IHSJ Reader   Issue 28  
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Hired Gun Fight (John Norris, Foreign Policy, July 18, 2012)
Rajiv Shah, administrator of the U.S. Agency for International Development (USAID), continues to push for increased local and regional procurement. Currently, American for-profit companies capture more USAID contracts, with the 10 largest receiving more than 27 percent of the agency’s overall funding. Aside from the millions of dollars American companies waste on overhead, Shah recognizes that development is impossible if there isn’t a focus on building sustainability and local capacity. Despite the slow progress, USAID still hopes to reach its target of having 30 percent of aid channeled directly to governments and local organizations by 2015.


U.S. Food Aid Programme Criticised as ‘Corporate Welfare’ for Grain Giants (Claire Provost and Felicity Lawrence, The Guardian, July 18, 2012)
This timely piece exposes how the vast proportion of food aid money goes to large multinational food trading corporations, just as Congress continues to debate the 2012 farm bill, which controls this international food aid. The writers contend that U.S. food aid legislation is outdated and awards over 70 percent of its contracts to only three corporations that ship food overseas in a process that is uncompetitive and incurs tremendous shipping costs. While USAID, Canadian, and EU aid programs have recently shifted away from spending aid money at home, U.S. food aid policy stands as it did in the 1950s. Contrary to an aid approach that would strengthen systems in developing countries, the U.S. approach undermines local markets and rewards large corporations, ensuring dependency on food aid for years to come.


Cholera Vaccination Test Reached Targets in Haiti (Richard Knox, NPR, July 17, 2012)
A year and a half after cholera was first detected in Haiti, two cholera vaccination campaigns were successfully completed last month. Partners In Health, working in rural Haiti, and GHESKIO, working in Port-au-Prince, reported last week that almost 90 percent of the target population received the vaccine. The cholera vaccine campaign initially received pushback from a number of different institutions and governments, yet with dedicated training and accompaniment of each community, PIH and GHESKIO were able to prove that a complicated vaccine campaign could be successfully carried out in resource-poor areas. Though successful, the cholera vaccine is only one step in a comprehensive approach to ending the epidemic, which has killed more than 7,300 people since October 2010.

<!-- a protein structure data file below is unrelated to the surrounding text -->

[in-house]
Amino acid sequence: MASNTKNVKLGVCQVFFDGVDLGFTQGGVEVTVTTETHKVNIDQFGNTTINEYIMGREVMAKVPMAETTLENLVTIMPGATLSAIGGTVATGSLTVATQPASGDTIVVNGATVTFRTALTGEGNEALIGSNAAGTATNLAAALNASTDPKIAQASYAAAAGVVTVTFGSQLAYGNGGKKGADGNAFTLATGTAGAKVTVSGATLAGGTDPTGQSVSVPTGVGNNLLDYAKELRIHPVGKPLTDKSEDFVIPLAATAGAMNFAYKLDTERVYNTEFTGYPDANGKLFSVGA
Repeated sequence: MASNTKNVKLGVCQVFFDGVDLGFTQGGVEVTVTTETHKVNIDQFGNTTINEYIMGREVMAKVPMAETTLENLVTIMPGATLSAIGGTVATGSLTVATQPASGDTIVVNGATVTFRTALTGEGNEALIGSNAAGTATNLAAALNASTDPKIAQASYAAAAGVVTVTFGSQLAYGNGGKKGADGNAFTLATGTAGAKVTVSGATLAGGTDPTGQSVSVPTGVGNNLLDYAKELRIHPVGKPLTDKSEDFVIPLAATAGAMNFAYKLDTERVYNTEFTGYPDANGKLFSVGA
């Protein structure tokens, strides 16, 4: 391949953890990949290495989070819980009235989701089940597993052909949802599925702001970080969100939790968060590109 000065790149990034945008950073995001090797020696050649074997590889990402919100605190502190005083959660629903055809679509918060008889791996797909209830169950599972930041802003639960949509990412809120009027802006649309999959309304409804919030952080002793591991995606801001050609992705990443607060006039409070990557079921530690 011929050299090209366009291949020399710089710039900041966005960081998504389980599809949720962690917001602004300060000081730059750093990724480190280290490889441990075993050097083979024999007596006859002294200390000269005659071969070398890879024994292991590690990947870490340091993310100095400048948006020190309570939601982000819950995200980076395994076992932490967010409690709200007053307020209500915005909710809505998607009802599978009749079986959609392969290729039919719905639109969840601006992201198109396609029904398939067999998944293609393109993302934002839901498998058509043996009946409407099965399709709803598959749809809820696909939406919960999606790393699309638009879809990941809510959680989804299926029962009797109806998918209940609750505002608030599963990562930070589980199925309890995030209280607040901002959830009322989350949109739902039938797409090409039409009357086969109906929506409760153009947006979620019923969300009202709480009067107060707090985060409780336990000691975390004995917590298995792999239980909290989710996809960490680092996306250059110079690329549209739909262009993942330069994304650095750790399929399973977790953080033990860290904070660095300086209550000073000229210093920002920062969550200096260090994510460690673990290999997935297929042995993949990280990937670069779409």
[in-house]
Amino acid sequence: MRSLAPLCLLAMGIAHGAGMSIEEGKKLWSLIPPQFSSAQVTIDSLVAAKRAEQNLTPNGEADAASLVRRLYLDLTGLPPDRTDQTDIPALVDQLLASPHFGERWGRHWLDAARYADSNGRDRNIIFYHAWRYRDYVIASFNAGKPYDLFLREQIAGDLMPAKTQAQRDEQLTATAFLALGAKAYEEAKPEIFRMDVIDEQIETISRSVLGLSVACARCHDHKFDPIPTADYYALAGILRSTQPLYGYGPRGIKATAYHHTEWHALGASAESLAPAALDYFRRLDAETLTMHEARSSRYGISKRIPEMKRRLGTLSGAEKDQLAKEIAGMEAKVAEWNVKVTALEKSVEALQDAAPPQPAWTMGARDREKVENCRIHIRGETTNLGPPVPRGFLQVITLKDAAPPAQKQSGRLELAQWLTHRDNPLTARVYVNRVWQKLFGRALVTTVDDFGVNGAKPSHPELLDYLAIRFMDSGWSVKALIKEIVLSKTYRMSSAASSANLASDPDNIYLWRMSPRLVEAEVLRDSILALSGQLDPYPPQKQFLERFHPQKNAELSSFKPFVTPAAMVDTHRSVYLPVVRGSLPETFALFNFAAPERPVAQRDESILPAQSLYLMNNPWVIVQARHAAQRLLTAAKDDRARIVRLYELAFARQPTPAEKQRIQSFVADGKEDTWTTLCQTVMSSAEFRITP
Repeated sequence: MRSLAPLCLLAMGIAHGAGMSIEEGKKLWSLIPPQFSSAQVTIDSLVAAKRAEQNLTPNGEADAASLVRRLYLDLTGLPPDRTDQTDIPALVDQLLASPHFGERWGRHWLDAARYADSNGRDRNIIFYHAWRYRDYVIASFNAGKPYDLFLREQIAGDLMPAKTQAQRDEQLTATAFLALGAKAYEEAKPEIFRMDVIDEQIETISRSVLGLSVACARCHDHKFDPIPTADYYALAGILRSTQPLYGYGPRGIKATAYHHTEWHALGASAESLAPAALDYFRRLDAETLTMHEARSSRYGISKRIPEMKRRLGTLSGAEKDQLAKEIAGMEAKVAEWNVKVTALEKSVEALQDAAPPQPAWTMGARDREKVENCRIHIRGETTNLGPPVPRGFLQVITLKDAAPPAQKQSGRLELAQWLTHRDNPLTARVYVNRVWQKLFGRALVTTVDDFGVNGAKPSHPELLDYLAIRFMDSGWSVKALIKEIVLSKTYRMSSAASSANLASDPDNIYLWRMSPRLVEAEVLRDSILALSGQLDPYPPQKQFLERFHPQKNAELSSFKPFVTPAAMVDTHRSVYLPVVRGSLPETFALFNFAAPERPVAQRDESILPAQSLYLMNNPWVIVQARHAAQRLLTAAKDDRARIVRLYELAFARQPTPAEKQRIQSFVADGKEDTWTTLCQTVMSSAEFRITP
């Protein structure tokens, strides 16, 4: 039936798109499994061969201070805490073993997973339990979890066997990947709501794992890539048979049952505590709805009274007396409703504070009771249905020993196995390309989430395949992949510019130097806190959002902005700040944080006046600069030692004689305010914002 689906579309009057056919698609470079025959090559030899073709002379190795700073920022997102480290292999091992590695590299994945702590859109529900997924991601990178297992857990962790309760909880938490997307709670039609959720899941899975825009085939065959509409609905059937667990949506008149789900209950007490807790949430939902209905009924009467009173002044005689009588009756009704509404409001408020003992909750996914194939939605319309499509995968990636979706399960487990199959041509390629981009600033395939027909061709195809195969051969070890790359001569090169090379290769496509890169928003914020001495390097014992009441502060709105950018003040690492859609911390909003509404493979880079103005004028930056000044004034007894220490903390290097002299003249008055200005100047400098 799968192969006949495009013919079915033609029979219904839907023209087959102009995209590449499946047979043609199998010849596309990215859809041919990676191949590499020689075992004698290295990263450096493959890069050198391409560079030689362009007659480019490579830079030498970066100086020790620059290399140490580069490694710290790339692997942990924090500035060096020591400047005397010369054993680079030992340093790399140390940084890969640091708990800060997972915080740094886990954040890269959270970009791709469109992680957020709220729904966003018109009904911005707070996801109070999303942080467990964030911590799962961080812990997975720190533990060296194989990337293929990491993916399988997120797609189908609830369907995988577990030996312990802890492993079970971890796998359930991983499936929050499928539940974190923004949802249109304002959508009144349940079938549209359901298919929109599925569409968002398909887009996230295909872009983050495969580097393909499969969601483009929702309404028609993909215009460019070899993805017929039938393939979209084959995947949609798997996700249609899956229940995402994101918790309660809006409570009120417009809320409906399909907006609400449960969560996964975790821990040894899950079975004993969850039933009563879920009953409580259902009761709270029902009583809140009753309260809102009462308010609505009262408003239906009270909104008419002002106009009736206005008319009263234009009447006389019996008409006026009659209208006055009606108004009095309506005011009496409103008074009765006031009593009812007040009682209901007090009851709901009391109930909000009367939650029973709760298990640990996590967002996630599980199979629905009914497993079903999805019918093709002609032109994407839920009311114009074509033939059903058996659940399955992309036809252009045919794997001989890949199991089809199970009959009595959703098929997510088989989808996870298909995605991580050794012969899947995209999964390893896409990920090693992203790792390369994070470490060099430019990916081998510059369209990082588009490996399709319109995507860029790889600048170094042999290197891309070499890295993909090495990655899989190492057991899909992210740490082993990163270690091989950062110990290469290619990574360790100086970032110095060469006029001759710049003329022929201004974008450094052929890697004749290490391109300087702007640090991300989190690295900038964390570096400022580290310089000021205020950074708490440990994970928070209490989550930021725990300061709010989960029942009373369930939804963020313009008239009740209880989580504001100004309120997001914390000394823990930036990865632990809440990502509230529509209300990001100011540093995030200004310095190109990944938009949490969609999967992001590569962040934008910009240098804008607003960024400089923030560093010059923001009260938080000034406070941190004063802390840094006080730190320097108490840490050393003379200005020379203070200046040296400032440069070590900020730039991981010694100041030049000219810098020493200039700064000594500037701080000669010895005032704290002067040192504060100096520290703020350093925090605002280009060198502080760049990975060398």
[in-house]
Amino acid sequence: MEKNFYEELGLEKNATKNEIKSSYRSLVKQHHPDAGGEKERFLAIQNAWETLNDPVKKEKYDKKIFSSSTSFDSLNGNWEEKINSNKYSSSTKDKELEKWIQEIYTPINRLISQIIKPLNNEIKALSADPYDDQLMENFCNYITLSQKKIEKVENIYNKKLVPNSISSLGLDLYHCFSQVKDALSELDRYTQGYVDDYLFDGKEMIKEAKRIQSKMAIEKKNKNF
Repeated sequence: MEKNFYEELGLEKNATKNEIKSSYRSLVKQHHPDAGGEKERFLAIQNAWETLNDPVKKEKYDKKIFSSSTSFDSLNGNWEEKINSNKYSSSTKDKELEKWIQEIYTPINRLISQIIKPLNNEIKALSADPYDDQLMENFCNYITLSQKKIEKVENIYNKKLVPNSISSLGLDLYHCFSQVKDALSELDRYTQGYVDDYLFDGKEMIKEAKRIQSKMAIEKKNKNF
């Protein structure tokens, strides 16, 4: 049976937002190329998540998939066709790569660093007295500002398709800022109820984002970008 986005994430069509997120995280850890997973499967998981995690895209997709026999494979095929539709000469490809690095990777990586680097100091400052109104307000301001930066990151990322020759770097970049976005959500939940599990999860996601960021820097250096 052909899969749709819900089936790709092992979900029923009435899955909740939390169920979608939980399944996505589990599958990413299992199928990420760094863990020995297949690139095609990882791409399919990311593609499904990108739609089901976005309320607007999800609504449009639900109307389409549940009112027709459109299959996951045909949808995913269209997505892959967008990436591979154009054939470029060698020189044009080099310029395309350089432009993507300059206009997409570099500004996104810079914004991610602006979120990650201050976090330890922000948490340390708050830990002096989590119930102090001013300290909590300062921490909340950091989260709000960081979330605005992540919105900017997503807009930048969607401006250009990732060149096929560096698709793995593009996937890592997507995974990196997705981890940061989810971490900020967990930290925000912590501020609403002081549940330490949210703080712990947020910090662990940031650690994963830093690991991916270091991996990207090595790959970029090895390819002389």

Disease Outbreaks: Support for a Cholera Vaccine Stockpile (Agnes Binagwaho, Thierry Nyatanyi, Cameron Nutt, Claire Wagner, Nature, July 5, 2012)
In May, nine patients became sick with cholera at the crowded Nkamira refugee camp in northwestern Rwanda. The camp, currently at four times its capacity, was faced with the prospect of a large-scale outbreak. However, infected patients were quickly treated and cured, other preventative measures were taken, and no further cases were reported. In a recent letter to the editor, global health advocates—including Dr. Agnes Binagwaho, Rwanda’s minister of health—commended the camp’s containment efforts and emphasized the importance of keeping a large supply of the cholera vaccine available and ready to distribute in case initial treatment methods fail.


Barbara Lee Introduces Bill Providing Policy and Financing Framework to Achieve an AIDS-Free Generation (Congresswoman Barbara Lee, July 19, 2012)
Congresswoman Barbara Lee of California has introduced a bill called “The Ending HIV/AIDS Epidemic Act of 2012,” which is a comprehensive plan detailing the steps that can be taken to achieve a future without AIDS. The bill, H.R. 6138, lays out a five-year strategy with specific policy, action, and financing targets for the federal government. Lee calls the bill “a critical measure” in the movement to end the AIDS epidemic.

How Food and Nutrition Can Help Turn the Tide on HIV (Martin Bloem, ONE, July 19, 2012)
Martin Bloem, chief of nutrition and HIV policy at the U.N. World Food Programme (WFP), discusses the impact of providing nutritional assistance and counseling to HIV-positive patients struggling with food insecurity. For patients who begin treatment with severe malnourishment, their chance of death is increased six-fold. The WFP offers food rations and vouchers to HIV-positive individuals. Nutrition assistance serves a dual benefit—it increases the health and safety of patients and provides an incentive for them to continue receiving treatment.

Sex Workers at Risk: Condoms as Evidence of Prostitution in Four U.S. Cities (Human Rights Watch, July 19, 2012)